It is not only in the Global South that political leaders seek the services of the offshore wealth industry. Tony Blair and his partner managed to avoid paying US $ 400,000 in taxes by buying an office building in London through an offshore company. Former French Finance Minister and IMF President Dominique Strauss-Kahn has received millions in “advisory fees” from Russian and Chinese companies, paid directly to an account in the United Arab Emirates.

Russian President Vladimir Putin’s oligarchic associates Gennady Timchenko and Konstantin Ernst, oil and media wealth respectively, revealed hundreds of millions of dollars in loans from Kremlin-linked banks via offshore accounts, and the $ 100 million in wealth Putin’s famous mistress, Svetlana Krivonogikh, has also been exposed. These revelations are just the tip of a very large iceberg.

According to Guardian, which has access to the whole mine of information, 400 Australians are named in the Panama Papers. This includes, writes senior business journalist Ben Butler, “personalities from the finance and real estate industries.” But shamefully, the Guardian has “chosen not to identify them”. For the mainstream media, it seems, the privacy of the super-rich individuals who hide their wealth abroad matters more than in reality, for once, forcing them to justify themselves in front of the public.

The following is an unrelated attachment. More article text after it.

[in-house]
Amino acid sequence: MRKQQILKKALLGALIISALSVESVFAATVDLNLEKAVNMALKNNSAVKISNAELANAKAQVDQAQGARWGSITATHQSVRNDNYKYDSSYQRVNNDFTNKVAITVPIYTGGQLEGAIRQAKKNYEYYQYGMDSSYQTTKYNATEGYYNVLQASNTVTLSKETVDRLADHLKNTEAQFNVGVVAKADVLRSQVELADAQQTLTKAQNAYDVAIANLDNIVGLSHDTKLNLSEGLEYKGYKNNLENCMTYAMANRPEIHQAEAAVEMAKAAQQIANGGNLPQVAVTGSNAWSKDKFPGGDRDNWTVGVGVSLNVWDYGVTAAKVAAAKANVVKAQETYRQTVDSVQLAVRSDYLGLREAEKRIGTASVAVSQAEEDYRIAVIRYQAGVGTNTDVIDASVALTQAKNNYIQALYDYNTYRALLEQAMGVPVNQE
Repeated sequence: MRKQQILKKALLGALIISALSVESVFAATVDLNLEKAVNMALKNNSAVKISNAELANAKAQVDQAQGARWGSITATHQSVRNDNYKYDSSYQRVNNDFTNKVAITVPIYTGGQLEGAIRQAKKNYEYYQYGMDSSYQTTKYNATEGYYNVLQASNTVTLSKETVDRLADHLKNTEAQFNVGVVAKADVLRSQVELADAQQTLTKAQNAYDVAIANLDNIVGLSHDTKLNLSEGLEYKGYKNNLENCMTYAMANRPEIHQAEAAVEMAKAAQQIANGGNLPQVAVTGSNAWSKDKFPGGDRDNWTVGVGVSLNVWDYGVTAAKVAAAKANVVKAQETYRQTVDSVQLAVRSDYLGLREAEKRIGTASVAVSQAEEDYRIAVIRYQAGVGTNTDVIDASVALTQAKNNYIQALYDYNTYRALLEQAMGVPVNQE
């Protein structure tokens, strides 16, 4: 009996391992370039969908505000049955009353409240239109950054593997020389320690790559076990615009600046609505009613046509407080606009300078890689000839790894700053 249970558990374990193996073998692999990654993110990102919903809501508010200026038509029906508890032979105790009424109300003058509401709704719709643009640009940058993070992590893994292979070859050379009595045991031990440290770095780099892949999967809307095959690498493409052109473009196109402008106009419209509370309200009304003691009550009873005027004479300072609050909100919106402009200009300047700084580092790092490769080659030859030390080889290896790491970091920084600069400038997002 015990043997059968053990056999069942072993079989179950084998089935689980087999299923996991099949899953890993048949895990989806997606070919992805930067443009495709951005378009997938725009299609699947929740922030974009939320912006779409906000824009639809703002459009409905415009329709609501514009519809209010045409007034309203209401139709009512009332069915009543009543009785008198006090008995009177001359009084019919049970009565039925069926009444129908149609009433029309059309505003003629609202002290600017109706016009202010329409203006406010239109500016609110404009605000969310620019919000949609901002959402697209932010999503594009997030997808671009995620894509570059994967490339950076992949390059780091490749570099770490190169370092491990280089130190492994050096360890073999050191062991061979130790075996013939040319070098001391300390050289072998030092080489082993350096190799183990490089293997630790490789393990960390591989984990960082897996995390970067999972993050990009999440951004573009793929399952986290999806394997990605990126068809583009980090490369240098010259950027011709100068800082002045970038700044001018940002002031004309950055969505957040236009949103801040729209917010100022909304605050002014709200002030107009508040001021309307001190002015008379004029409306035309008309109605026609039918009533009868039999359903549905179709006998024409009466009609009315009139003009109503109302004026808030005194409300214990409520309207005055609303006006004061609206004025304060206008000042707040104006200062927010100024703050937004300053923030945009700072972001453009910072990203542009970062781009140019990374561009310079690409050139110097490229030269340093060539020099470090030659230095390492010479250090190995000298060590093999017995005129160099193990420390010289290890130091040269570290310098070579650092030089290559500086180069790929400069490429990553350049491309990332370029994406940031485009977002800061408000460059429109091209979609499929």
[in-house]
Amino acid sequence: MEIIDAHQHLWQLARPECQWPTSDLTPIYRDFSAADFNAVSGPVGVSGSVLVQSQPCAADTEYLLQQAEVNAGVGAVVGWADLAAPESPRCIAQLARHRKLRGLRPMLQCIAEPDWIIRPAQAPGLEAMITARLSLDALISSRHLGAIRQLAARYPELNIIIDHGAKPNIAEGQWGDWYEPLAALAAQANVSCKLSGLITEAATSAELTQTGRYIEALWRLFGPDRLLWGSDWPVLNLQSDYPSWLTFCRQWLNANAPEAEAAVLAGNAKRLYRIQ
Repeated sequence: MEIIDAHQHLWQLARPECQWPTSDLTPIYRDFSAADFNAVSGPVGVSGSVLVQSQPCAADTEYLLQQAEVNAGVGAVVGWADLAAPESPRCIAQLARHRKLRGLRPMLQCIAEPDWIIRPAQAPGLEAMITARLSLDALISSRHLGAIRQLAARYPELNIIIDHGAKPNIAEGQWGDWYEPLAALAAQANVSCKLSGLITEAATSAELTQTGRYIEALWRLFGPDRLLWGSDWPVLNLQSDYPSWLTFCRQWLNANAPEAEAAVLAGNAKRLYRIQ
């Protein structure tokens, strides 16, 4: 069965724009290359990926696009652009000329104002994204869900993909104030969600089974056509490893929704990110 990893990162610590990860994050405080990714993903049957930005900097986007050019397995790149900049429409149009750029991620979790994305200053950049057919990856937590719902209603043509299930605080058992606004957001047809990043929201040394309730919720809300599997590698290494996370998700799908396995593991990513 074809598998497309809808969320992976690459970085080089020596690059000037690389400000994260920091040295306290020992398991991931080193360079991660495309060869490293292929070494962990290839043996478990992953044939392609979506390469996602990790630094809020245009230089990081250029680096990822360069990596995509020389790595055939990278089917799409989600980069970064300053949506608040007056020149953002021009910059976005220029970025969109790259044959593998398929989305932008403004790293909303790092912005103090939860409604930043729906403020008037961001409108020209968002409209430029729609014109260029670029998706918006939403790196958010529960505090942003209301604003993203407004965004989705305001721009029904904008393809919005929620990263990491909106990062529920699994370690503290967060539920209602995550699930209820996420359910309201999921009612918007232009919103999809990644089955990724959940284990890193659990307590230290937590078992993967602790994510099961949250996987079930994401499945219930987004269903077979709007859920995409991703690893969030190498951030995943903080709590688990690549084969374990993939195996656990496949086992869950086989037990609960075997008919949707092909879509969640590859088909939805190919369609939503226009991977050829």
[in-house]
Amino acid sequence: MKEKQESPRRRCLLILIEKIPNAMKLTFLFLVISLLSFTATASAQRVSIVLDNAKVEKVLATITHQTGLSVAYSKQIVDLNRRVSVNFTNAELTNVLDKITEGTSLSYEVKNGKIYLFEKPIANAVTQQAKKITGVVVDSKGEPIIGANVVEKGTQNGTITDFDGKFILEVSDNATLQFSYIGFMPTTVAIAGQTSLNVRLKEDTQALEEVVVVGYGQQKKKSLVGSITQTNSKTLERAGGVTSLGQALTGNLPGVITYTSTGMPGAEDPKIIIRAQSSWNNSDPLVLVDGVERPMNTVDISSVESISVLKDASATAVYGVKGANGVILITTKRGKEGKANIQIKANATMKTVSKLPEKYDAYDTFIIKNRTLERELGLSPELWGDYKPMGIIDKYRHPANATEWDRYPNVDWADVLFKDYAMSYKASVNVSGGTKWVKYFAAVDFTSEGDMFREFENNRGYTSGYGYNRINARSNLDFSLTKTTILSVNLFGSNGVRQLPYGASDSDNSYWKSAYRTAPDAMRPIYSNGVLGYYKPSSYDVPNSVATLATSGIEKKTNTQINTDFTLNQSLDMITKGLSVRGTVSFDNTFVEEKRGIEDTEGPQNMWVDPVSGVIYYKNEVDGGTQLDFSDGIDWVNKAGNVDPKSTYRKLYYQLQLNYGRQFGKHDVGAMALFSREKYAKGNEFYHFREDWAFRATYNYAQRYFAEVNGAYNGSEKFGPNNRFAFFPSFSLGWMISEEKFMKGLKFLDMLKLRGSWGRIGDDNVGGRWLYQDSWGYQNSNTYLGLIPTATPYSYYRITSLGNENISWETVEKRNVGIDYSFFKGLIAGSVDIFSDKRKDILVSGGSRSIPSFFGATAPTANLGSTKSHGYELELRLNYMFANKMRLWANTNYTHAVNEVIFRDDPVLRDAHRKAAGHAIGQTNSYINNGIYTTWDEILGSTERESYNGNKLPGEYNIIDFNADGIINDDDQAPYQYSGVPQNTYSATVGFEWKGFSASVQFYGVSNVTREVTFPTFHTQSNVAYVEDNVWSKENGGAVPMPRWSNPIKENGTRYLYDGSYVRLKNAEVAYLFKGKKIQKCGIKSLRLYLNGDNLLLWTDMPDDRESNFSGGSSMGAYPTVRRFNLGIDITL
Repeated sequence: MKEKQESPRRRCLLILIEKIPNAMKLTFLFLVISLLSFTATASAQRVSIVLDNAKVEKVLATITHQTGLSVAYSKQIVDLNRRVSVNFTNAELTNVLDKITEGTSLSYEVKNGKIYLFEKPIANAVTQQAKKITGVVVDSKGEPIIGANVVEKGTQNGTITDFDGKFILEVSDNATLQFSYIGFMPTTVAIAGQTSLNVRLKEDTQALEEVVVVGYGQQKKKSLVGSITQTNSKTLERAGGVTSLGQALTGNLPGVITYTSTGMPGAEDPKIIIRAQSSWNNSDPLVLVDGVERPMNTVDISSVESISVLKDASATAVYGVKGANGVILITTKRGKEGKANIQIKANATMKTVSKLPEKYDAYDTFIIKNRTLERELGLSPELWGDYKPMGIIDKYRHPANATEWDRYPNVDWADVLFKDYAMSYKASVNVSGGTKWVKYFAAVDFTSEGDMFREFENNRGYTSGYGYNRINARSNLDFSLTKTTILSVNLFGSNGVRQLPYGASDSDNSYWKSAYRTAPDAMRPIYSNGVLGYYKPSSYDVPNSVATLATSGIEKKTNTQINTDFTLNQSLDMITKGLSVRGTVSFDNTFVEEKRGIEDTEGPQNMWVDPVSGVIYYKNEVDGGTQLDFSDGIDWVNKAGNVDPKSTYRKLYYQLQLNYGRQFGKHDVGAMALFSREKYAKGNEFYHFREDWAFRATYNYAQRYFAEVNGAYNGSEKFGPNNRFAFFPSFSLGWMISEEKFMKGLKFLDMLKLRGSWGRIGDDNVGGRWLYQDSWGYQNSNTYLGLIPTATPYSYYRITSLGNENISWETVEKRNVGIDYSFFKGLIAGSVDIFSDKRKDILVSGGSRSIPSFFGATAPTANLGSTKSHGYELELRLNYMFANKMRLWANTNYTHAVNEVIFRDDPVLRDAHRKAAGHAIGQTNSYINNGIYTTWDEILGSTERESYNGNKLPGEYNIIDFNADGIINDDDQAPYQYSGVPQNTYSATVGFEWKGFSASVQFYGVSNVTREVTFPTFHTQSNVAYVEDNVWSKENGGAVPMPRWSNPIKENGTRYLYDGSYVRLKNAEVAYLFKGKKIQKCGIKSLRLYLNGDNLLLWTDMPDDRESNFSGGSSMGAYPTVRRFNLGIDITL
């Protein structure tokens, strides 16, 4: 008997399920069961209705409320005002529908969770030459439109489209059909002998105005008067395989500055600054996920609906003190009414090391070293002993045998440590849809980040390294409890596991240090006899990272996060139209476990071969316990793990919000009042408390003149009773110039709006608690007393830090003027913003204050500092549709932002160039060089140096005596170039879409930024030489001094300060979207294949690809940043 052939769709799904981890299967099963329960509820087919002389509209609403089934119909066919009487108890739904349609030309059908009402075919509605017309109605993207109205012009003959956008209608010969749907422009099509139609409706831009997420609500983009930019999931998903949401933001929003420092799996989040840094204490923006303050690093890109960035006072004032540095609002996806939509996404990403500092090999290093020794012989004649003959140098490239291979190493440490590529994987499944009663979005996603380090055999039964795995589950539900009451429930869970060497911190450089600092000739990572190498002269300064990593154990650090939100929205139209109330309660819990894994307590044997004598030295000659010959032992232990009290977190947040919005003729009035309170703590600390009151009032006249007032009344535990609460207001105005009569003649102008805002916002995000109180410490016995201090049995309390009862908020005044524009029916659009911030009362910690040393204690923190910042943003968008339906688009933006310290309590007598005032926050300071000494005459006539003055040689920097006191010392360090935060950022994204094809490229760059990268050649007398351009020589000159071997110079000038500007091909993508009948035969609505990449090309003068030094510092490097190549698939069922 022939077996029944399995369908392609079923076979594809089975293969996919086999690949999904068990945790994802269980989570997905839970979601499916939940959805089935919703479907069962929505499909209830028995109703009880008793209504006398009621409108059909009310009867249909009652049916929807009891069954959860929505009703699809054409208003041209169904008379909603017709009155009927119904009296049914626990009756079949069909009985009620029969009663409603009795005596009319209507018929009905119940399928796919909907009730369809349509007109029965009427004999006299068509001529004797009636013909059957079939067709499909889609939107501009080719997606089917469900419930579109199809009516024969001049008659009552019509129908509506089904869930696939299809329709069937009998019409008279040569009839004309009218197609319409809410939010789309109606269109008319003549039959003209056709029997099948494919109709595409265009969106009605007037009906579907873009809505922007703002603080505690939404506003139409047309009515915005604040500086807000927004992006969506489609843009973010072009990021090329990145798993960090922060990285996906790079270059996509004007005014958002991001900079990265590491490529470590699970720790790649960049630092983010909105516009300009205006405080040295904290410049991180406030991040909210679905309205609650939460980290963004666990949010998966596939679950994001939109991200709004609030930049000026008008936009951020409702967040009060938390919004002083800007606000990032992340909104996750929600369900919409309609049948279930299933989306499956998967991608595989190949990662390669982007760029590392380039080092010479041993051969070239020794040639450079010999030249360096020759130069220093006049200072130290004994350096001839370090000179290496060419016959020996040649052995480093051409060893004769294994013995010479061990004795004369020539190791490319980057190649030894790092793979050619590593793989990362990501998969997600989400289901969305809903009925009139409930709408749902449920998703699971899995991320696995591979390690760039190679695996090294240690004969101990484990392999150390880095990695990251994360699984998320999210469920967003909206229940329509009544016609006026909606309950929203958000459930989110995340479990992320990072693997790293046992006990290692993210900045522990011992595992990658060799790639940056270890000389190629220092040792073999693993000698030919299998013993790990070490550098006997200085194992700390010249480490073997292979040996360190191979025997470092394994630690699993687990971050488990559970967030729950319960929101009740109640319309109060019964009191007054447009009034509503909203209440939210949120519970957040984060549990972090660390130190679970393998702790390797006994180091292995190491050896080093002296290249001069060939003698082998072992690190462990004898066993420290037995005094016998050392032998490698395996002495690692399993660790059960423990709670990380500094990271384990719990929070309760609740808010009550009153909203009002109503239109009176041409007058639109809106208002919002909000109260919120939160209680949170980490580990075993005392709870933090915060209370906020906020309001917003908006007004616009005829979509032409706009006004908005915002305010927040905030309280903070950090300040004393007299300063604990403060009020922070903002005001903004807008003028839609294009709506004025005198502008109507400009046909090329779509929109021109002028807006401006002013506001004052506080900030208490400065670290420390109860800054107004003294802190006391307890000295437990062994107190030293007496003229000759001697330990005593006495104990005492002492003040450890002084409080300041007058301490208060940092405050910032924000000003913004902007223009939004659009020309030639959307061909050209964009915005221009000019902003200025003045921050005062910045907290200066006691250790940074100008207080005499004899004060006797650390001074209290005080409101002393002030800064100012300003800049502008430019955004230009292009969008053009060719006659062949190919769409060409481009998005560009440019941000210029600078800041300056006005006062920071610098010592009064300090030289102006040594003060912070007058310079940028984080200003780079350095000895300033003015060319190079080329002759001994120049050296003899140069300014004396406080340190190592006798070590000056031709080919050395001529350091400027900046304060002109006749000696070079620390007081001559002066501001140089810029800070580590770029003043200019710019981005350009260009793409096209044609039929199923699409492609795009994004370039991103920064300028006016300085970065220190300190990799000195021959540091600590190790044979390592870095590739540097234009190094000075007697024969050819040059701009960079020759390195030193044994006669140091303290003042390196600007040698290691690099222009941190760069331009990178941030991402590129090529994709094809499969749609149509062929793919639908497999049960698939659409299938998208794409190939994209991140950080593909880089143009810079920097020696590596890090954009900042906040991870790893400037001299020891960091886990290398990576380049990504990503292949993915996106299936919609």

Why do the governments of the world continue to allow this to happen? Surely it can’t be that hard to crack down on these much abused loopholes? To put it more clearly: how is it possible that most of the shady practices exposed in the Panama Papers are perfectly legal?

The answer is that capitalist states exist to serve capital, and when tax codes are drafted, the interests of big business and super-rich individuals will take precedence over everything else. Which politician is going to alienate his comrades and donors by forcing them to repatriate their offshore wealth (especially, as is the case with many politicians, when they have their own offshore wealth)?

There is no doubt that following these latest revelations, there will still be some superficial gestures to fight against offshore tax evasion. Nonetheless, as long as the competitive system of world capitalism exists, some things seem certain: there will always be countries that choose to offer themselves as ideal (i.e. tax-free) destinations for the wealth of the world. world elite; there will always be an army of lawyers, accountants and others desperate to skim off that wealth a bit by helping the rich move their money to these places; and, finally, capitalist governments will always prefer to cut funding for social assistance and vital services rather than actually imposing something akin to a fair tax regime on their wealthier constituents.

Changing all of that will require a lot more than a little tinkering with tax codes here and there. What the Pandora Papers show, above all, is the need to challenge the whole rotten system.